The alarm on my watch went off way too early and were on the trail well before twilight. The trail to Chimney pond was familiar now, even under headlamps, and we made good time. At the pond the sun had started to peak over the mountains and we took the same route around to the drainage. Our friendly moose hadn't left and Keith wasn't thrilled to have stumbled upon her again. But all was well and we kept moving. 

I wouldn’t say Keith was “scared” of the moose we encountered near Chimney Pond both days of our climbing. But he was definitely concerned about being right next to a wild animal weighing several hundred pounds. 

I wouldn’t say Keith was “scared” of the moose we encountered near Chimney Pond both days of our climbing. But he was definitely concerned about being right next to a wild animal weighing several hundred pounds. 

After breaking out of the drainage above the pond we met our first real obstacle: 1000+ feet of broken, wet rock slab intertwined with dense alpine brush. It was brutal. Whenever we thought we found a weakness in the wall above us some new patch of slimy wet rock with no chance of protection had us traverse through the bushes. But we moved upwards. We had plenty of daylight and the thought of rappelling through that mess to bail was even less appealing than continuing up through it. 

The Armadillo climbs the prominent peak in the center of the photo.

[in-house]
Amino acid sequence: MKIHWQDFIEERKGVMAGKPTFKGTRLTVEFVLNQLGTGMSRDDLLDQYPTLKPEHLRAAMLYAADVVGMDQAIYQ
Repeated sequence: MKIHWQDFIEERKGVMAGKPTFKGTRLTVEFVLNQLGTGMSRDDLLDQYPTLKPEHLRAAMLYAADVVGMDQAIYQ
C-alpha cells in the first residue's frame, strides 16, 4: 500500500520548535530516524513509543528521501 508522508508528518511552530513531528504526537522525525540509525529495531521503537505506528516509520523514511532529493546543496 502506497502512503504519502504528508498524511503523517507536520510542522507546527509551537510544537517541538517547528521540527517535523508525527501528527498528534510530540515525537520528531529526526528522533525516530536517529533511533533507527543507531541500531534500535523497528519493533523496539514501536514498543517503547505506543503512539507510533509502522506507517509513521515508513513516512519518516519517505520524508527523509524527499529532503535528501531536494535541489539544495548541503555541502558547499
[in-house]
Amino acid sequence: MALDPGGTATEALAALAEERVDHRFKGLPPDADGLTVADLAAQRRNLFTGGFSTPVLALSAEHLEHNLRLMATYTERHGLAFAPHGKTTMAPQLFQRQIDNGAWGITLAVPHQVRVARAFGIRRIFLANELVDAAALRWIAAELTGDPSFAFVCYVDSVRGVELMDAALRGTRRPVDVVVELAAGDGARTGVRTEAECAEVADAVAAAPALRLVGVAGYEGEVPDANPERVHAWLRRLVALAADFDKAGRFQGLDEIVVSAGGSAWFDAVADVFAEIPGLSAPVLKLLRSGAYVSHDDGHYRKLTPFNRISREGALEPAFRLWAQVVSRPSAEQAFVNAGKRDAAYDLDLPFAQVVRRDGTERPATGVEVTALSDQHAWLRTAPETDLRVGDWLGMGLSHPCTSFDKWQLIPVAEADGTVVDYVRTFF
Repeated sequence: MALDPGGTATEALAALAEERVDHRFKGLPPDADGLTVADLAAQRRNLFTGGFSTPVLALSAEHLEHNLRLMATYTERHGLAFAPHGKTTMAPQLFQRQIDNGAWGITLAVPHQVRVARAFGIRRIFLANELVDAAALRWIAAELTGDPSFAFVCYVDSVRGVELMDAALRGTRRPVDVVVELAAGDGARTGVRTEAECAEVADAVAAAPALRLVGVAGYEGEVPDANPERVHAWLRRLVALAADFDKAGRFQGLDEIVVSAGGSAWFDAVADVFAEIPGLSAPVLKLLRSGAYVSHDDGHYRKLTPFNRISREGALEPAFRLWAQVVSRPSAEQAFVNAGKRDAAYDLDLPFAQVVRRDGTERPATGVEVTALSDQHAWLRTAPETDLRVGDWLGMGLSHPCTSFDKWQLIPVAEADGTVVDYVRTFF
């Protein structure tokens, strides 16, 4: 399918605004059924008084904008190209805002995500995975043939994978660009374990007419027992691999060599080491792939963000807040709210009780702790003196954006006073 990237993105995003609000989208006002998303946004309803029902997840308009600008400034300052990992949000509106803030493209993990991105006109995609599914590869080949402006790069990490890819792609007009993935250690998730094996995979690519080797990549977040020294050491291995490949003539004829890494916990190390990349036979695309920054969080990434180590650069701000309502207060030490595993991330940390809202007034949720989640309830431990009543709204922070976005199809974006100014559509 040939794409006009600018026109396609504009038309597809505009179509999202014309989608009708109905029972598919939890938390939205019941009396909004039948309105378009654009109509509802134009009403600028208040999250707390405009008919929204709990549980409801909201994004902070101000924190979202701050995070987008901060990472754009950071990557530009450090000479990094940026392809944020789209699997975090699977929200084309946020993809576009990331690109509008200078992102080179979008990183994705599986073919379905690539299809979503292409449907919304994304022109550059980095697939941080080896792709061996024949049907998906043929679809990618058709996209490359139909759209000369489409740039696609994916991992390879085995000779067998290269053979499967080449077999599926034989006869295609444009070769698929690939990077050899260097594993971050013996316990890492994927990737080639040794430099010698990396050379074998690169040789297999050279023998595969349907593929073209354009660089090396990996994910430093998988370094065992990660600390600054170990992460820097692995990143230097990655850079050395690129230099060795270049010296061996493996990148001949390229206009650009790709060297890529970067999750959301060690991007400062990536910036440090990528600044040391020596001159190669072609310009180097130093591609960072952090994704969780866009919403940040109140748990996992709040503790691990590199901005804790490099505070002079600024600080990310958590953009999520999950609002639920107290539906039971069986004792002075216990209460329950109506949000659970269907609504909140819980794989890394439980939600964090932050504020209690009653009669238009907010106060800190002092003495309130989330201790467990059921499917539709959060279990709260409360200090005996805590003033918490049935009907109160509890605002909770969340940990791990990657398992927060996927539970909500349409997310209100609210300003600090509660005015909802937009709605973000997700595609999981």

The Armadillo climbs the prominent peak in the center of the photo.

Finally we found our way to the objective: a narrow grass ledge that traverses the base of a huge rock face that leads to a massive, broken flake that just touches the face. Keith led us up the flake to an ominous fist crack that went on for 2 pitches.

A narrow grass ledge brings you to the start of the real 5th class climbing from the vertical bushwack approach. Keith peaks around the corner to assess the upcoming terrain

A narrow grass ledge brings you to the start of the real 5th class climbing from the vertical bushwack approach. Keith peaks around the corner to assess the upcoming terrain

All of the beta said that at least one #4 camalot was needed to protect the crack. If you only bring one you can bump the piece up as you go. Keith struggled to move the #4 smoothly as he went up. They were such tight placements that they fought him every time he tried to bump it. Not ideal when you're trying to move the only piece of gear that's keeping you from a huge whipper and potentially smacking a ledge. But he moved onwards and upwards and we otherwise made quick work of the crux pitches. 

The rest of the climb moved along the ridge on a knife edge that dropped into the Katahdin abyss. Awesome exposure and easy scrambling. We topped out just south of Baxter peak into the clouds and got to watch the crowds of hikers milling around on the summit. We packed up, moved up and over Baxter peak and then descended the Cathedral trail. Traditionally an uphill route only, the Cathedral trail has some steep boulders and rock scrambling. But after what we had done the past few days it was easy. 

All smiles after we got to the top. We were left with only a short hike to the top of Baxter peak and then a long slog down the Cathedral trail to get back to Chimney Pond.

All smiles after we got to the top. We were left with only a short hike to the top of Baxter peak and then a long slog down the Cathedral trail to get back to Chimney Pond.

We had climbed Katahdin via 5th class routes twice in a span of about 26 hours. We got it all: rock, snow, moose, inquisitive hikers and tons of vertical!